Resonance involved in the benzene ring makes the delocalized electron span effectively over the carbon atoms in the benzene ring. It partially stabilizes the arenium ion too. Partial stability of arenium ion makes benzene highly prone to electrophilic substitution reactions.
What is Electrophilic Substitution of Benzene?
Electrophilic substitution of benzene is the one where an electrophile substitutes the hydrogen atom of benzene. As the aromaticity of benzene is not disturbed in the reaction, these reactions are highly spontaneous in nature. Basic examples of electrophilic substitution reaction of benzene are nitration, sulfonation, halogenation, Friedel Craft’s alkylation and acylation, etc.
The Mechanism for Electrophilic Substitution of Benzene
An electrophilic substitution reaction generally involves three steps:
1. Generation of electrophile: Due to the presence of Lewis acid, generation of electrophile takes place. As the Lewis acid accepts the electron pair from the attacking reagent.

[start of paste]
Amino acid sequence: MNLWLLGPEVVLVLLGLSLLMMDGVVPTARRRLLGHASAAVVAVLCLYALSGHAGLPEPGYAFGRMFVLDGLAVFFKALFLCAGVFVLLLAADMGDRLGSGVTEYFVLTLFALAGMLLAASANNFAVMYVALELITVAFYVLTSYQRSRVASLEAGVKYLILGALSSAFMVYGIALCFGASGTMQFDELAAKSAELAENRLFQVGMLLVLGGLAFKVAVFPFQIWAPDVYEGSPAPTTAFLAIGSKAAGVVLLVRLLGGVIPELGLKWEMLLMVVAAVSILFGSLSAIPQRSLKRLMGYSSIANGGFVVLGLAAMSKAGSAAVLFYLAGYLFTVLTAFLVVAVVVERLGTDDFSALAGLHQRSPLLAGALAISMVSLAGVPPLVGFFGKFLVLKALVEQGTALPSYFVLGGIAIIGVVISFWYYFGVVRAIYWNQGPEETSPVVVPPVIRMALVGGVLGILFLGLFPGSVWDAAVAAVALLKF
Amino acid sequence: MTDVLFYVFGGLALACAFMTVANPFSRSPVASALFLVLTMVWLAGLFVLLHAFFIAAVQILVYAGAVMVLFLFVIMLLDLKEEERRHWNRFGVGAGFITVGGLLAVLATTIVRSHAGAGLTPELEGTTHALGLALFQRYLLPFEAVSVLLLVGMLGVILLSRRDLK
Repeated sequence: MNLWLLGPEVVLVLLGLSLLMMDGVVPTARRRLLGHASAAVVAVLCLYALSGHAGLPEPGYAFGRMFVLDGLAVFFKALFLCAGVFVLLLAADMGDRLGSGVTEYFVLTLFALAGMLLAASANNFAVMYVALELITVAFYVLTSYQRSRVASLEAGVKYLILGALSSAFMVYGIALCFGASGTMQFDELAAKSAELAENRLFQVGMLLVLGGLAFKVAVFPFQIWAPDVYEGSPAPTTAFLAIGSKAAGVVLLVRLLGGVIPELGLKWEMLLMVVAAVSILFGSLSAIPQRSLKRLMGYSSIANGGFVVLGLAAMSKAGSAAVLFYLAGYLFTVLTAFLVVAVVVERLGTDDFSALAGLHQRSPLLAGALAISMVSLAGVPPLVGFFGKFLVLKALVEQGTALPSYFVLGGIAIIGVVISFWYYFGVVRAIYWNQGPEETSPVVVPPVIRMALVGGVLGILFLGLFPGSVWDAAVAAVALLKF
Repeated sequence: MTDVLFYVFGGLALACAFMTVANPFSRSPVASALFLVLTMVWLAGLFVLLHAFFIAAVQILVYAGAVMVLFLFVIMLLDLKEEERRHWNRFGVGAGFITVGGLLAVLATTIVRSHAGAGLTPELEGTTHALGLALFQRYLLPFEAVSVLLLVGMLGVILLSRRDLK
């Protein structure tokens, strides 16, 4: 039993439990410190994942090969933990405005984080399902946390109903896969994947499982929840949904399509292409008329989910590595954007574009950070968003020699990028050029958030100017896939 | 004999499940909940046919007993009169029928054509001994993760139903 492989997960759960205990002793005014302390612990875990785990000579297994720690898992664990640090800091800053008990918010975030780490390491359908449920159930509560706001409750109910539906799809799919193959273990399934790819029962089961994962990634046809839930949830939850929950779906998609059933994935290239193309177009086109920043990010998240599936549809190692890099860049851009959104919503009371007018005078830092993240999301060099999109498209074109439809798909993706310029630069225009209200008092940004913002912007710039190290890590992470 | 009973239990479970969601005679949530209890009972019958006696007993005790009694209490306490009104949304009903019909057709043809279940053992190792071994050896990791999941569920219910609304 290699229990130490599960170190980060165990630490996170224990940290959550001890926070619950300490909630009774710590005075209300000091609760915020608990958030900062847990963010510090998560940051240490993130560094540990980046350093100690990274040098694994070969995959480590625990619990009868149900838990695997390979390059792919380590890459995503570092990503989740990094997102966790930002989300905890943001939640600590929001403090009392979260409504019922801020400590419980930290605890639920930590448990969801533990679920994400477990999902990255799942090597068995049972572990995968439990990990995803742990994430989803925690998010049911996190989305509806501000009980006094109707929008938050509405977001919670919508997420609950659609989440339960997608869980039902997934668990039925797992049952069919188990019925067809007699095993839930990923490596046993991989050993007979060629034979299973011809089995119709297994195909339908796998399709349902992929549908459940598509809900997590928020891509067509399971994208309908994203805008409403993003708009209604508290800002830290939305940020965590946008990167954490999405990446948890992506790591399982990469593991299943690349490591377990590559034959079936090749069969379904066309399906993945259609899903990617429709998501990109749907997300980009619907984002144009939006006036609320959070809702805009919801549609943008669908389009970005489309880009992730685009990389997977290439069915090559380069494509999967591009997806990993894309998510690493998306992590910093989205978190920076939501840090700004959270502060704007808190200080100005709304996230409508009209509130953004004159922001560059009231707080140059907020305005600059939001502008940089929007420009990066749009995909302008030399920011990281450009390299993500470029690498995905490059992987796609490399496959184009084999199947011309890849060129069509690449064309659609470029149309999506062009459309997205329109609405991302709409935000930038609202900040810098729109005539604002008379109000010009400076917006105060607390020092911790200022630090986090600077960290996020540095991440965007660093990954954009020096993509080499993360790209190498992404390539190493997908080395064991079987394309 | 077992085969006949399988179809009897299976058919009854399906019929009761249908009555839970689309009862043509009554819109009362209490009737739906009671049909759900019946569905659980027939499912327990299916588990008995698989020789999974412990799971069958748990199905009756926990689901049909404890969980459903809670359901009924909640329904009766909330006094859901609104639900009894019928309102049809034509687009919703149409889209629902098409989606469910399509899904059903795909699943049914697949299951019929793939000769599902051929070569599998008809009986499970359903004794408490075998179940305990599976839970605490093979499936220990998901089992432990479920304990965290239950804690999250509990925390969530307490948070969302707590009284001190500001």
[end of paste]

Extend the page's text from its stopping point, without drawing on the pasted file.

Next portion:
2. Formation of arenium ion: The electrophile generated attacks on the benzene ring to form positively charged cyclohexadienyl cation better called an arenium ion containing one sp3 hybridized carbon atom. The positive charge is effectively distributed over three carbon atoms by resonance which makes it partially stable.
As the delocalization of electron stops at an sp3 hybridized carbon atom, the arenium ion is not aromatic in nature.
3. Removal of positive charge from the carbocation intermediate: The arenium ion finally loses its proton from sp3 hybridized carbon to a Lewis base restoring the aromaticity.
Few examples of electrophilic aromatic substitution:
1. Nitration of Benzene
Benzene reacts with nitric acid at 323-333k in presence of sulphuric acid to form nitrobenzene. This reaction is known as nitration of Benzene.
2. Sulfonation of Benzene
Sulfonation of benzene is a process of heating benzene with fuming sulphuric acid (H2SO4 +SO3) to produce benzenesulfonic acid. The reaction is reversible in nature.
3. Halogenation of Benzene
Benzene reacts with halogens in the presence of Lewis acid like FeCl3, FeBr3 to form aryl halides. This reaction is termed as halogenation of benzene.
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